Time to update your bookmarks: Nate is BACK.
7 December 2004
I saw in Smiths last night that Stephen Donaldson had written one last Thomas Covenant book. Imagine my delight! Not at the existence of the book, you understand – more tedious leprosy shenanigans I expect – but at Donaldson’s dusting off an all-time classic of the pull-quoter’s art -
“Comparable to Tolkien at his best”
This used to be on every Covenant paperback. It worked, too – as a Lord Of The Rings fan I borrowed one of them from the library. Too late I learned just how much work the word “comparable” was doing. Oh yes indeed you could compare them. Compare them all you like, in fact – the result will be the same. As a reader I was disgusted. As a marketer I doff a belated cap.
The Advent Calendar Of Comics: Dec 7
Mario Puzo’s The Godfather is that relatively rare thing: a book that most people agree is surpassed by its film adaptation(s). I agree too, but crikey, some of his other books are GREAT.
I am very fond of The Sicilian, which takes the true-ish story of peasant outlaw and popular hero Salvatore Guiliano and sticks it onto Michael Corleone’s lost years in Sicily. It’s a fantastic, action-packed, romantic adventure with great psychological depth, and I was rather disappointed to discover that the film version stars the rubbish Christopher Lambert.
I’m now reading The Fortunate Pilgrim, Puzo’s second novel. It’s an impressively understated account of a poor first generation immigrant, Lucia Santa, and her struggles to bring up her family with little money, great misfortune and the conflicting values of Italy and America. In a sense it can be read as a preface to The Godfather, showing us the origins of that book’s world and the values of its characters. The drama is on a smaller scale than in the Corleone books, essentially grim social realism built around the wonderfully believable portrayal of Lucia Santa. Believable perhaps because she is based on Puzo’s own mother, who was to be given an equally powerful male incarnation in Don Corleone.
If I was a good blogger with my finger on the pulse of current literary developments, I could now discuss The Godfather: the Lost Years by Mark Winegardner, which has just been published. But I haven’t read it.
“In my box are such delights…” 2 of 3. (following this)
It’s easy to forget that the cosy children’s classics the BBC adapted in the 1980s had, when written, acute psychological relevance to their audience. OK that audience was a well-off one, but the situations and fears these fantasies dramatise were genuine. In the Narnia books, the Box of Delights, and most E Nesbit novels the action hinges on English children being removed en masse from their families and sent to live with Guardians, or to strange schools, or to old houses for the holidays – and that’s before the magical stuff gets going.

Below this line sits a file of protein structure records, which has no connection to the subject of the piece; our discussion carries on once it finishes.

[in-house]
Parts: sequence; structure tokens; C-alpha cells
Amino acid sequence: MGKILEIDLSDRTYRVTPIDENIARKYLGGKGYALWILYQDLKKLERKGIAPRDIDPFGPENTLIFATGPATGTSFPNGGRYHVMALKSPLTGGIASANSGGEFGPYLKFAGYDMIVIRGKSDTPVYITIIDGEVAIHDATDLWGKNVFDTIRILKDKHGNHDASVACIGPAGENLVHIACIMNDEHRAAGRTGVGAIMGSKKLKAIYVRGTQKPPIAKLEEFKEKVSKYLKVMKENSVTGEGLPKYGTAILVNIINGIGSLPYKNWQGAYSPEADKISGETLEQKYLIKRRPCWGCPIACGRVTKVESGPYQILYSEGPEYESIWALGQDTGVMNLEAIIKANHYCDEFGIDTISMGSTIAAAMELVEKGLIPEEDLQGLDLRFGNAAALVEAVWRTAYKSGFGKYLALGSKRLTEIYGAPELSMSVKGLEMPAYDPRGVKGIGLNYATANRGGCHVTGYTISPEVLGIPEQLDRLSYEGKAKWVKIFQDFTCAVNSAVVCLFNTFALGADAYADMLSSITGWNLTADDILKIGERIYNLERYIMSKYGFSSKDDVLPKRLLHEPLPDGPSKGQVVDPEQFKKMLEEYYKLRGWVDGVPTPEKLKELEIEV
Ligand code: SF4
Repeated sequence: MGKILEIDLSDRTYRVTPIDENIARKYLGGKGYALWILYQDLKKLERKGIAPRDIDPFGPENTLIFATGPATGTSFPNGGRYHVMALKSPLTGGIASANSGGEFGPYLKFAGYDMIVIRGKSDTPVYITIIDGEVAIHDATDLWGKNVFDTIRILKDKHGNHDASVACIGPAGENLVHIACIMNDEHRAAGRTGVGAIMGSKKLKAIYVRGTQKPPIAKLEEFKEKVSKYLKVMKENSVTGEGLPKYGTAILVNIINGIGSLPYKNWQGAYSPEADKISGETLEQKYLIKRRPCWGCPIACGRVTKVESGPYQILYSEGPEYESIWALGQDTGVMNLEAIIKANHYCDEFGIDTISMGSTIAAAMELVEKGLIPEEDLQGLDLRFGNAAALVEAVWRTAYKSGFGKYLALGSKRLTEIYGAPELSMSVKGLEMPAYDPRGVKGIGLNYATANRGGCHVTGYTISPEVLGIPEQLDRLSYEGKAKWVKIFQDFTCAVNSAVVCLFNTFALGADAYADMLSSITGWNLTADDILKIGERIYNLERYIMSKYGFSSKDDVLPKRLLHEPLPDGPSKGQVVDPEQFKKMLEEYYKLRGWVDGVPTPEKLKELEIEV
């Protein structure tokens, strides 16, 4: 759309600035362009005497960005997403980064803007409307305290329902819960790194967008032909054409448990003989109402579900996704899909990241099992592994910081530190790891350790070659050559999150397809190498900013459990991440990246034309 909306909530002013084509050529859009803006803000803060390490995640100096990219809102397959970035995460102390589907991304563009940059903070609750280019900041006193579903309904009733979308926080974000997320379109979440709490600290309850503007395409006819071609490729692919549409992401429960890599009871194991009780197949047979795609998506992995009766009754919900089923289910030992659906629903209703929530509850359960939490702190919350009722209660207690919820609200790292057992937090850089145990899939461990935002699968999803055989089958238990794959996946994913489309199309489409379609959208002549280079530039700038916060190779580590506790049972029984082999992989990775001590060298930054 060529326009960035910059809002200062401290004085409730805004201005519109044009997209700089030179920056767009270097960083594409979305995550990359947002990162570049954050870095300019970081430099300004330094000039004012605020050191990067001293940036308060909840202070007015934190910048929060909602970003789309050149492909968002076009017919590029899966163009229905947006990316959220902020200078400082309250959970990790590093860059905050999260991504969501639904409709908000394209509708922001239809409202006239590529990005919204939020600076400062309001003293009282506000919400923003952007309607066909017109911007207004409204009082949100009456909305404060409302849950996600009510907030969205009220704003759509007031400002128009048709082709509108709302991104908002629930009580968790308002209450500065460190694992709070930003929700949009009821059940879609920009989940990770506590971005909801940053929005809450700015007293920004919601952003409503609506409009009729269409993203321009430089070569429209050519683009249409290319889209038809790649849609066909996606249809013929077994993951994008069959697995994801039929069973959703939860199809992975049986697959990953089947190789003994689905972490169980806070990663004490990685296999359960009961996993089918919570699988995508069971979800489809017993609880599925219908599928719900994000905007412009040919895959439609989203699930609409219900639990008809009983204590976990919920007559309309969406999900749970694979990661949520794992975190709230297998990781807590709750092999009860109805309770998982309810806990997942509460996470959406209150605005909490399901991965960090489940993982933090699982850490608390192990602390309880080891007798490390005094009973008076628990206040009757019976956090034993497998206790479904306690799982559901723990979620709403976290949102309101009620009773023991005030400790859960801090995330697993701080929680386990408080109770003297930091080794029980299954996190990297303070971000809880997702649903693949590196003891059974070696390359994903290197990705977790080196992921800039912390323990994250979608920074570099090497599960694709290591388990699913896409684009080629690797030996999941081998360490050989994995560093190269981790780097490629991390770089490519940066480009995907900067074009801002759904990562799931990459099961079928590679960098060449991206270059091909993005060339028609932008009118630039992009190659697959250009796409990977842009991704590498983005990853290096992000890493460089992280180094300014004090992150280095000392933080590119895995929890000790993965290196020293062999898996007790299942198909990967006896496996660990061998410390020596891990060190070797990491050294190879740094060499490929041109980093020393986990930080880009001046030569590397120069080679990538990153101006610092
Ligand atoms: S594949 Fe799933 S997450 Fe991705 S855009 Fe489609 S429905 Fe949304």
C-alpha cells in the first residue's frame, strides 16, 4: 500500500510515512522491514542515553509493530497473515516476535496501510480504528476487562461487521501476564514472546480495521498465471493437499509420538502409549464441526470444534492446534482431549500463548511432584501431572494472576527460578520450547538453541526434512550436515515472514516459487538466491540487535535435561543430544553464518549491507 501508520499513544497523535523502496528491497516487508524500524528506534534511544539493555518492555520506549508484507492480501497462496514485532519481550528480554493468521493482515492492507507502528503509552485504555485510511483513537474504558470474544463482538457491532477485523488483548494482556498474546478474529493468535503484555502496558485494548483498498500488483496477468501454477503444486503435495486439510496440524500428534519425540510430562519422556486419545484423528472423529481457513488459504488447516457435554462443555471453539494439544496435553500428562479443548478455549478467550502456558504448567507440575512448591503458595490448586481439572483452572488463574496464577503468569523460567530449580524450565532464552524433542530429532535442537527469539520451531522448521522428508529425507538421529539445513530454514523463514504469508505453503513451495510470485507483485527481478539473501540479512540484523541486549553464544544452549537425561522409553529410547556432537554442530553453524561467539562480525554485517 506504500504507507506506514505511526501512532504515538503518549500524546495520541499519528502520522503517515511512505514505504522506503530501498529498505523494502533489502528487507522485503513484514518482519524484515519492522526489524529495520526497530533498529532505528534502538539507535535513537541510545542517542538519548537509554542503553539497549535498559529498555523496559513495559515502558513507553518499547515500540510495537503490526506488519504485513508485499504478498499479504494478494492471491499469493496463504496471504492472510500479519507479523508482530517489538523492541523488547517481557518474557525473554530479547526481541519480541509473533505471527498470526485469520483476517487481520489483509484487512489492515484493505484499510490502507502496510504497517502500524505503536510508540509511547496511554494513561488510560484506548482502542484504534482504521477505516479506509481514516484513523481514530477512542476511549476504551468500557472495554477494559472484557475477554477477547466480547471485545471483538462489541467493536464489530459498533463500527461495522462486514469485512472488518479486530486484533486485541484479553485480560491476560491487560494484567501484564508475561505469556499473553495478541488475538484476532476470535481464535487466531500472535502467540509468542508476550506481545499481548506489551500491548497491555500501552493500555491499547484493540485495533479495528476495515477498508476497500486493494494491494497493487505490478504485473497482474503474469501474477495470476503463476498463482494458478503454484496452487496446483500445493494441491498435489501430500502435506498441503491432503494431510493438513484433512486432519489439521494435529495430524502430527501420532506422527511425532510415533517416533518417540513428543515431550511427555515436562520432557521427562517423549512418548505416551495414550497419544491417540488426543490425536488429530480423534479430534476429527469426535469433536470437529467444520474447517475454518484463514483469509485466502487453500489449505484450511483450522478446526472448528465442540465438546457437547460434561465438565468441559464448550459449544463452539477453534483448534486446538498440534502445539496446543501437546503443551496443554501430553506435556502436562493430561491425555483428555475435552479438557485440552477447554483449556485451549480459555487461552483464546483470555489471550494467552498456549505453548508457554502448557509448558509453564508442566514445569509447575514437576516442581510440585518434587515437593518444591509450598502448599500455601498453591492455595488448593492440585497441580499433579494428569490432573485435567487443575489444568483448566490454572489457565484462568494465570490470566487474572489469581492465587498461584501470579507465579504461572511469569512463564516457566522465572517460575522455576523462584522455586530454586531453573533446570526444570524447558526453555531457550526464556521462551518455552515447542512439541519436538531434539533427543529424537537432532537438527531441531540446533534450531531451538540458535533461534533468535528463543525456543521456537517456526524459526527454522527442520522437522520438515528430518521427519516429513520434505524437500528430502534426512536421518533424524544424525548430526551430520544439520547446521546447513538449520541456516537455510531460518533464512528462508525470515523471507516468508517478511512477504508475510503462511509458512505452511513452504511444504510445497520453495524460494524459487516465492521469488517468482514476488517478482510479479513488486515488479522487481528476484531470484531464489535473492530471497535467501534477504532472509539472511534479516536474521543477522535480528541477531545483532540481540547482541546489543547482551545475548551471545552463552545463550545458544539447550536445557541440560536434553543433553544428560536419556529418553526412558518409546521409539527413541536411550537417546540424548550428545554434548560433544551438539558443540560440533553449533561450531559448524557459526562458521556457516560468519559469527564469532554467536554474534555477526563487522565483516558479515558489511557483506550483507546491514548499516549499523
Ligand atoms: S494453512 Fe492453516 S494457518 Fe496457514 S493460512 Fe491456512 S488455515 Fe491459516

The sundering of children and parents was the device to get the narrative going – it rarely formed part of the narrative itself, the kids weren’t usually working to be reunited with their families. But it was a credible device in a world where the pressures of war, Empire and school made the concept of ‘home’ for middle-class children more fluid than it might be today. By the 1970s and 1980s, when I read the stories, these set-ups seemed contrived. I accepted them as part of the furniture of children’s books, but the more they pushed in on the story the less I enjoyed it.
The fantasy books being written in the 60s and 70s had to take a different line. Books by John Christopher, Peter Dickinson, Susan Cooper and Alan Garner all located the fantastic within the English landscape or folklore. Shades of Kipling’s Puck – but the fantastic elements in the 60s/70s classics weren’t confined to the safe past. They had the power to threaten, warp or overturn the modern England they were pushing into. In Dickinson’s Changes and Christopher’s Prince In Waiting, the near-future England has already been altered when the story starts – the device of opening with a scene-setting rupture remains but the possibility of returning to ‘normal’ is considerably more remote.
These stories are all responses to rapid social and technological change – to me as a reader they made a lot of sense and their power came from how close to home they could strike. Garner’s Elidor opens in standard Narnia fashion with kids travelling to the other world – but now the traffic is two-way, and suburban Manchester and the childrens’ families are threatened by the children’s actions.
It’s interesting to me that these books haven’t such a history of high-profile TV and film adaptations. The Changes trilogy and Elidor made it to the screen, but not so far to a reissue, and the recent revival in kidlit film talk has left these stories untouched. But maybe their assumptions – essentially nuclear families, a core of ‘Englishness’ to be defended – would translate as poorly now as plus-fours and picnic hampers did in the 80s.
(The third post in this series will appear later in Blog 7)
“In my box are such delights…”: 1 of 3.
The Box Of Delights DVD does itself no favours by opening with a montage of adverts for other BBC “children’s classics” – The Chronicles Of Narnia, The Borrowers, Five Children And It. This puts the show firmly in a genre, and not a very flattering genre at that.
These serials were a dovetail of two cosy styles – televisual teatime costume drama and old-school children’s fantasy literature. The former was always a comfort zone for the BBC – I’ve written before how actors on Dr.Who would visibly relax when the historical dressing-up box came out – but has largely vanished now. The latter has been revived via Rowling, of course, but modernised too: Harry and co may still be broadly middle-class, but at least they’re recognisable as modern kids, bar the curious lack of swearing.